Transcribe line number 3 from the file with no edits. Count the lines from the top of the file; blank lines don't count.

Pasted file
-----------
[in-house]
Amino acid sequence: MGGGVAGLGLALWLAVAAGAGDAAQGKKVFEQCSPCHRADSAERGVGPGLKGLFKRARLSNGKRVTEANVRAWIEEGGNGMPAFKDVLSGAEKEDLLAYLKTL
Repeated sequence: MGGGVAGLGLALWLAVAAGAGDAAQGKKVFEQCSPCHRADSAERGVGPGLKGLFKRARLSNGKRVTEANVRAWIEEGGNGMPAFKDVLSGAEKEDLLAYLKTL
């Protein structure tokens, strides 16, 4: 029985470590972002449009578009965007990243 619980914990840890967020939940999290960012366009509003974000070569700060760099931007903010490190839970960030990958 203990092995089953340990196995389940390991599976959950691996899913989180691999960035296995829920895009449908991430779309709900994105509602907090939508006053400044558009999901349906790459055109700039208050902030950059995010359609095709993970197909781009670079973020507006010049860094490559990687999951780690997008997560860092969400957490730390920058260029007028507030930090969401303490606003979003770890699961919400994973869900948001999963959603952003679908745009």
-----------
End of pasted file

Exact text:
Repeated sequence: MGGGVAGLGLALWLAVAAGAGDAAQGKKVFEQCSPCHRADSAERGVGPGLKGLFKRARLSNGKRVTEANVRAWIEEGGNGMPAFKDVLSGAEKEDLLAYLKTL